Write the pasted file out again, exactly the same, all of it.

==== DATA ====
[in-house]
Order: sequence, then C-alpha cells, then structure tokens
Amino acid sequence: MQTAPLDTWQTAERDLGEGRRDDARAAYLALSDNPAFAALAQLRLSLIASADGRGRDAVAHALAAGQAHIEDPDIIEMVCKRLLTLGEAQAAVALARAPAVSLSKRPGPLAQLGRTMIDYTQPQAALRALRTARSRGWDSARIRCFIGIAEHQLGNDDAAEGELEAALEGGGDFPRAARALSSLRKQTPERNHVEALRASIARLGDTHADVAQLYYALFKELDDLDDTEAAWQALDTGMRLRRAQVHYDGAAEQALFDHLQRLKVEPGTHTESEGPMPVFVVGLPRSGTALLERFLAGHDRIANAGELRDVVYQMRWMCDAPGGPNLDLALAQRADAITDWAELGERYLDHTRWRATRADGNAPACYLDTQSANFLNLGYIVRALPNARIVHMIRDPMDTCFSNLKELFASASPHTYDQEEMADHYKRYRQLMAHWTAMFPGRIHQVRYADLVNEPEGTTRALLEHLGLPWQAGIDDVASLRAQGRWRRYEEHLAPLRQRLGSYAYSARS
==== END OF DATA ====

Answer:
[in-house]
Order: sequence, then C-alpha cells, then structure tokens
Amino acid sequence: MQTAPLDTWQTAERDLGEGRRDDARAAYLALSDNPAFAALAQLRLSLIASADGRGRDAVAHALAAGQAHIEDPDIIEMVCKRLLTLGEAQAAVALARAPAVSLSKRPGPLAQLGRTMIDYTQPQAALRALRTARSRGWDSARIRCFIGIAEHQLGNDDAAEGELEAALEGGGDFPRAARALSSLRKQTPERNHVEALRASIARLGDTHADVAQLYYALFKELDDLDDTEAAWQALDTGMRLRRAQVHYDGAAEQALFDHLQRLKVEPGTHTESEGPMPVFVVGLPRSGTALLERFLAGHDRIANAGELRDVVYQMRWMCDAPGGPNLDLALAQRADAITDWAELGERYLDHTRWRATRADGNAPACYLDTQSANFLNLGYIVRALPNARIVHMIRDPMDTCFSNLKELFASASPHTYDQEEMADHYKRYRQLMAHWTAMFPGRIHQVRYADLVNEPEGTTRALLEHLGLPWQAGIDDVASLRAQGRWRRYEEHLAPLRQRLGSYAYSARS